North Carolina safety Myles Wolfolk stood near midfield after North Carolina’s 24-20 win over South Carolina, and held out his arms so the cameras around him could see the belt wrapped around his waist.
His teammates surrounded him and pointed at it.
Wolfolk was wearing a WWE-like championship belt. The Tar Heels call it, “the turnover belt,” modeled after Miami’s popular “turnover chain.” The Hurricanes started the turnover chain in 2017 as an incentive for creating turnovers. The player who created the turnover got to wear the chain on the sidelines until the next turnover occurred. The movement sparked other teams to come up with incentives and props of their own as motivation.
The Tar Heels are the latest team to do it. UNC created 17 turnovers in 2018, which was ranked 90th in the country out of 130 FBS teams.
Wolfolk, a 5-11, 205-pound junior, had two interceptions in UNC’s season-opening victory on Saturday. Both interceptions came during the game’s final three minutes, and helped seal the Tar Heels’ first season-opening win against a Power 5 team since 1997.
After the game and during his postgame press conference, Wolfolk held the belt over his left shoulder and smiled.
“Yeah, this is a nice little addition for us to have, a little motivation for the Rude to get a pick, for everybody on defense to get a turnover,” Wolfolk said, looking down at the belt. “We’re all aiming to get this every week. This week was mine and I’m blessed to say it.”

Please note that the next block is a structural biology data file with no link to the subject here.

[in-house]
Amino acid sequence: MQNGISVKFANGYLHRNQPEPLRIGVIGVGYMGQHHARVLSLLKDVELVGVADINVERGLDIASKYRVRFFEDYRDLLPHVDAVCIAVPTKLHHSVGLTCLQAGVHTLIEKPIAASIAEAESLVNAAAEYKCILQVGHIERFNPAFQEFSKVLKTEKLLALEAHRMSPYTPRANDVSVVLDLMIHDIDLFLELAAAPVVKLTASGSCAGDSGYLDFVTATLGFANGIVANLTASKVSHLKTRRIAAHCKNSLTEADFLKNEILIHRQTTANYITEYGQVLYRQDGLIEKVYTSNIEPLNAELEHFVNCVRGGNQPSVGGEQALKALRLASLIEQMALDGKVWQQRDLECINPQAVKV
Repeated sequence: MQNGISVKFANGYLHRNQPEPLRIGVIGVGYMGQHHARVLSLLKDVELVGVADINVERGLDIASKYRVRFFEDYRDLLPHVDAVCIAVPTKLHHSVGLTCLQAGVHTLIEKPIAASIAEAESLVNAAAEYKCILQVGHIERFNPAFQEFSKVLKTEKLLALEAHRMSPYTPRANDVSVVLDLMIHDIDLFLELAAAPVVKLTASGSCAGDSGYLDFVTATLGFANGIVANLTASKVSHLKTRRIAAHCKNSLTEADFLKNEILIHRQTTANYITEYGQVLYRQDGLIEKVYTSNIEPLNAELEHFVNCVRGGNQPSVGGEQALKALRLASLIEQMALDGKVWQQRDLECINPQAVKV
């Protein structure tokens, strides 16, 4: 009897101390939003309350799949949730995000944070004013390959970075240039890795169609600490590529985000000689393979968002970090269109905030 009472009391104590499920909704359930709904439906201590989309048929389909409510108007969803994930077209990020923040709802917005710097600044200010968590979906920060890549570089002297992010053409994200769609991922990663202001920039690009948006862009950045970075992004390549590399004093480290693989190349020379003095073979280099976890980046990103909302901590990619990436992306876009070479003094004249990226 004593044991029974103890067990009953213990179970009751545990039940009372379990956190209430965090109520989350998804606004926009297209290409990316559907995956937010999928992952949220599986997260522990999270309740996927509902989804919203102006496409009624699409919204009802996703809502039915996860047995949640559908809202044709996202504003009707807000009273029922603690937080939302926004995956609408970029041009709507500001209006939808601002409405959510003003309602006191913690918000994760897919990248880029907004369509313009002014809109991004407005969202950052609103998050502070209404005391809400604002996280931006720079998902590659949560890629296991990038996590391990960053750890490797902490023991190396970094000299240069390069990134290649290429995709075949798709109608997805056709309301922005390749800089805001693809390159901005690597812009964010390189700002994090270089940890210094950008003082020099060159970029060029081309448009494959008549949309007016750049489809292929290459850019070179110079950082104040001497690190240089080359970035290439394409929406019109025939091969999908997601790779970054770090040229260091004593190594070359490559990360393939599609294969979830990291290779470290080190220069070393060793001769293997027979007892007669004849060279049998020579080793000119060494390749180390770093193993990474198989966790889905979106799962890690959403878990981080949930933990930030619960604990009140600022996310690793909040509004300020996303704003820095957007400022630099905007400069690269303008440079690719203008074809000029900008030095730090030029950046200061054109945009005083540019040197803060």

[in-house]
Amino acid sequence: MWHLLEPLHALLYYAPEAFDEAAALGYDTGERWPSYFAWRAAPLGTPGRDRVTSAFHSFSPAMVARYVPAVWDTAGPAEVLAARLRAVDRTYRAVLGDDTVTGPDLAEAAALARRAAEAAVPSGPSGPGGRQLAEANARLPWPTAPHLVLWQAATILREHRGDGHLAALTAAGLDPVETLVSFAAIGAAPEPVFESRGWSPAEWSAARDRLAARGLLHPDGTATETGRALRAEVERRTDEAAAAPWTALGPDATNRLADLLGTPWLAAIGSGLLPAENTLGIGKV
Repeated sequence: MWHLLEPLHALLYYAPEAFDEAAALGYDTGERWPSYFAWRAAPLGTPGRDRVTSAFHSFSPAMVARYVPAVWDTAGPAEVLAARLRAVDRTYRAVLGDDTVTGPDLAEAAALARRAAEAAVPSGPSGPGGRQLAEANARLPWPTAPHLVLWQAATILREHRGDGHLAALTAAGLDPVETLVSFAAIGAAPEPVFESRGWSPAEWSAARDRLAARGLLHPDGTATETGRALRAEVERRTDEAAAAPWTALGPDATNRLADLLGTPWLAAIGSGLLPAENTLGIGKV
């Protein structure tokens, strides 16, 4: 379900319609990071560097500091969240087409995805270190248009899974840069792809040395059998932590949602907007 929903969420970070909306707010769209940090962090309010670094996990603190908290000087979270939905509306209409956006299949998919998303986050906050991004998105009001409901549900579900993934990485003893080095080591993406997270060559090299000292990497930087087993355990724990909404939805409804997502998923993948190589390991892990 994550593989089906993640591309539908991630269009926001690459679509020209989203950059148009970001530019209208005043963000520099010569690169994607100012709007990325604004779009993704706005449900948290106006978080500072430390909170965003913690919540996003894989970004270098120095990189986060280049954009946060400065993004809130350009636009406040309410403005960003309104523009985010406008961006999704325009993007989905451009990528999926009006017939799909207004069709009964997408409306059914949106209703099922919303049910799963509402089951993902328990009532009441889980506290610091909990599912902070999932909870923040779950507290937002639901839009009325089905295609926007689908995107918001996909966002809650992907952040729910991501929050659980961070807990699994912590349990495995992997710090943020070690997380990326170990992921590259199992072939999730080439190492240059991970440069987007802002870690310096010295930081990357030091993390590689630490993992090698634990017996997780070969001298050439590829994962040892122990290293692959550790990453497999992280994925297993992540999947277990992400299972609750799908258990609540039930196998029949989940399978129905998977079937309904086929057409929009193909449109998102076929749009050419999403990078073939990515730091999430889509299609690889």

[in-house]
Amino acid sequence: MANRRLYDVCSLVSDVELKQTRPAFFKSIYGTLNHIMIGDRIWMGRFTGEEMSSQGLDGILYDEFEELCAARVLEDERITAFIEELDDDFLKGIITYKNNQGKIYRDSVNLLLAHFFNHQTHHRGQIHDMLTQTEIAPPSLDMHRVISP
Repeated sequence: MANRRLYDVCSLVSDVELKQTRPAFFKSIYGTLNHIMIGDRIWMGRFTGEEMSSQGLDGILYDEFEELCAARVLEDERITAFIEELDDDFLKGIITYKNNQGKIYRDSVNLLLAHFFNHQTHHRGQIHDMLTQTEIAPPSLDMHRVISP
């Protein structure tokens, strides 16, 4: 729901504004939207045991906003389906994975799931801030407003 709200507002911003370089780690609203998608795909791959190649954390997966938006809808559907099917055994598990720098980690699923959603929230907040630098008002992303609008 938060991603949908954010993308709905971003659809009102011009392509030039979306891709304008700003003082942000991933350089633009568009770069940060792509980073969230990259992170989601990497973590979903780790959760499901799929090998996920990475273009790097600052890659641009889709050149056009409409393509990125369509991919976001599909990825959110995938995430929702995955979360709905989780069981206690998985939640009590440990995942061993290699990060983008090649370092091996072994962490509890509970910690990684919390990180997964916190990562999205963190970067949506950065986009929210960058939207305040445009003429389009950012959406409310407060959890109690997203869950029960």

The idea to have a turnover belt came from new defensive backs coach Dre Bly, Wolfolk said. Bly, who played three seasons at UNC from 1997 to 1999, had 20 interceptions in his college career. At the time, it was an ACC record, which has since been broken.
He helped create the nickname “Rude Boys” for UNC’s defensive backs. When he was hired by UNC coach Mack Brown to coach the defensive backs last December, he said he wanted to bring back the Rude Boy mindset defensive backs once had at UNC.
The turnover chain epitomizes that. It is Carolina Blue and silver, and reads “Carolina Football” and “Be the One.”
“Turnovers is a big part of the game, and we’re going to celebrate when we get them,” Wolfolk said.
The Gamecocks had the ball with less than two minutes left at the Tar Heels’ 26-yard-line. They trailed by four points, and a touchdown would have given the Gamecocks the lead.
But on 3rd-and-10, Wolfolk baited South Carolina quarterback Jack Bentley to make the wrong read, and intercepted his pass at the 12-yard line. He returned it 42 yards to the USC 46, essentially sealing the game.
“I told everybody in the locker room I wanted to be the first one to get the belt, so I’m very happy to be able to do that,” Wolfolk said.
After speaking with reporters, Wolfolk walked toward the buses with the belt still on his shoulder.
When does he have to give the belt back?
“Unfortunately, tomorrow,” he said with a smile.
But until then, he was going to wear it with pride.